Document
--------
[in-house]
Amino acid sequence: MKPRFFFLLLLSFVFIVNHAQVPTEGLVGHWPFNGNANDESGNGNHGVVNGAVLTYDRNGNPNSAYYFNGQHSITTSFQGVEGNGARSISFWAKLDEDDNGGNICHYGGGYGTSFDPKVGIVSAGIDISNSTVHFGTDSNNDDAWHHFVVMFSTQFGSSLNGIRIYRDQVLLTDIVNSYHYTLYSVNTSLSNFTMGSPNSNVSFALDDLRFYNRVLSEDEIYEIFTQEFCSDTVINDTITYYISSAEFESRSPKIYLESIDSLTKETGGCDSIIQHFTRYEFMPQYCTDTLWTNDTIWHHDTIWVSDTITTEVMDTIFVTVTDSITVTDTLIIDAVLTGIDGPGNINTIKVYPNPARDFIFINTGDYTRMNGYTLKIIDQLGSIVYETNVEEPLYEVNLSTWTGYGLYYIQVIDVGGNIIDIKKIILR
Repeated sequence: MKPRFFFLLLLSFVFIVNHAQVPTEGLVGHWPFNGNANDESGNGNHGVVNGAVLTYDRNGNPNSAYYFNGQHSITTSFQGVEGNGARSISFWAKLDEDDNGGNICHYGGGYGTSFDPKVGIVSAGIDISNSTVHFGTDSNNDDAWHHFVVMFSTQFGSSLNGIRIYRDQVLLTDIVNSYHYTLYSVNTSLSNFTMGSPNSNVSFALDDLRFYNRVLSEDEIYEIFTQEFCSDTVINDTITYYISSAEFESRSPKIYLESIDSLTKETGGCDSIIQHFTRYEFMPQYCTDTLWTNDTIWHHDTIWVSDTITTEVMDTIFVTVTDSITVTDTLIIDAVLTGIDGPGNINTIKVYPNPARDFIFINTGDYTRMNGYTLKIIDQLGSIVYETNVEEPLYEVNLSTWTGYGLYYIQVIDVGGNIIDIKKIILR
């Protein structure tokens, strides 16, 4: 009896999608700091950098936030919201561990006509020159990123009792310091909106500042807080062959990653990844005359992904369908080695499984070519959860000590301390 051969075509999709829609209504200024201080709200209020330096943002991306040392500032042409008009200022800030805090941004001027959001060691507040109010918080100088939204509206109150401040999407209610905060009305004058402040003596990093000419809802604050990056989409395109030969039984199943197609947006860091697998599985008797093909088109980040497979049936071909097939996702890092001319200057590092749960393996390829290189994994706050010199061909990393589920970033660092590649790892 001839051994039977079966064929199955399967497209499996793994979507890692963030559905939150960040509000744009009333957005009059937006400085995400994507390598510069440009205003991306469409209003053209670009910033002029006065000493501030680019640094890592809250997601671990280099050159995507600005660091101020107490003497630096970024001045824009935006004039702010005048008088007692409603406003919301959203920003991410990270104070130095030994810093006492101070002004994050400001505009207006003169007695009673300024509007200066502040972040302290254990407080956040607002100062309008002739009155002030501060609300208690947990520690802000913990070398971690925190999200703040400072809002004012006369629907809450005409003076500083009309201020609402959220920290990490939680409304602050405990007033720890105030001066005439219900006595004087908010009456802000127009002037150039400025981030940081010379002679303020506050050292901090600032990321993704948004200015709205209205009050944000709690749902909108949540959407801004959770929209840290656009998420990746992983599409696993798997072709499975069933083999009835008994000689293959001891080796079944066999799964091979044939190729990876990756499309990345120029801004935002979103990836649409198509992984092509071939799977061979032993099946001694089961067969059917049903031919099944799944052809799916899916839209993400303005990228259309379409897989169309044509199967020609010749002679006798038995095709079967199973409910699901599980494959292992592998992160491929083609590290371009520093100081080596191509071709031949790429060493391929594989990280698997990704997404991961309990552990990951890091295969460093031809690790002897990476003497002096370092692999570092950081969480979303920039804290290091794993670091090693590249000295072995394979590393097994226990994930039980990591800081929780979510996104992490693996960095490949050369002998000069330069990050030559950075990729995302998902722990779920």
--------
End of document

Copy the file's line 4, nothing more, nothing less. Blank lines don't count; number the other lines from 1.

């Protein structure tokens, strides 16, 4: 009896999608700091950098936030919201561990006509020159990123009792310091909106500042807080062959990653990844005359992904369908080695499984070519959860000590301390 051969075509999709829609209504200024201080709200209020330096943002991306040392500032042409008009200022800030805090941004001027959001060691507040109010918080100088939204509206109150401040999407209610905060009305004058402040003596990093000419809802604050990056989409395109030969039984199943197609947006860091697998599985008797093909088109980040497979049936071909097939996702890092001319200057590092749960393996390829290189994994706050010199061909990393589920970033660092590649790892 001839051994039977079966064929199955399967497209499996793994979507890692963030559905939150960040509000744009009333957005009059937006400085995400994507390598510069440009205003991306469409209003053209670009910033002029006065000493501030680019640094890592809250997601671990280099050159995507600005660091101020107490003497630096970024001045824009935006004039702010005048008088007692409603406003919301959203920003991410990270104070130095030994810093006492101070002004994050400001505009207006003169007695009673300024509007200066502040972040302290254990407080956040607002100062309008002739009155002030501060609300208690947990520690802000913990070398971690925190999200703040400072809002004012006369629907809450005409003076500083009309201020609402959220920290990490939680409304602050405990007033720890105030001066005439219900006595004087908010009456802000127009002037150039400025981030940081010379002679303020506050050292901090600032990321993704948004200015709205209205009050944000709690749902909108949540959407801004959770929209840290656009998420990746992983599409696993798997072709499975069933083999009835008994000689293959001891080796079944066999799964091979044939190729990876990756499309990345120029801004935002979103990836649409198509992984092509071939799977061979032993099946001694089961067969059917049903031919099944799944052809799916899916839209993400303005990228259309379409897989169309044509199967020609010749002679006798038995095709079967199973409910699901599980494959292992592998992160491929083609590290371009520093100081080596191509071709031949790429060493391929594989990280698997990704997404991961309990552990990951890091295969460093031809690790002897990476003497002096370092692999570092950081969480979303920039804290290091794993670091090693590249000295072995394979590393097994226990994930039980990591800081929780979510996104992490693996960095490949050369002998000069330069990050030559950075990729995302998902722990779920």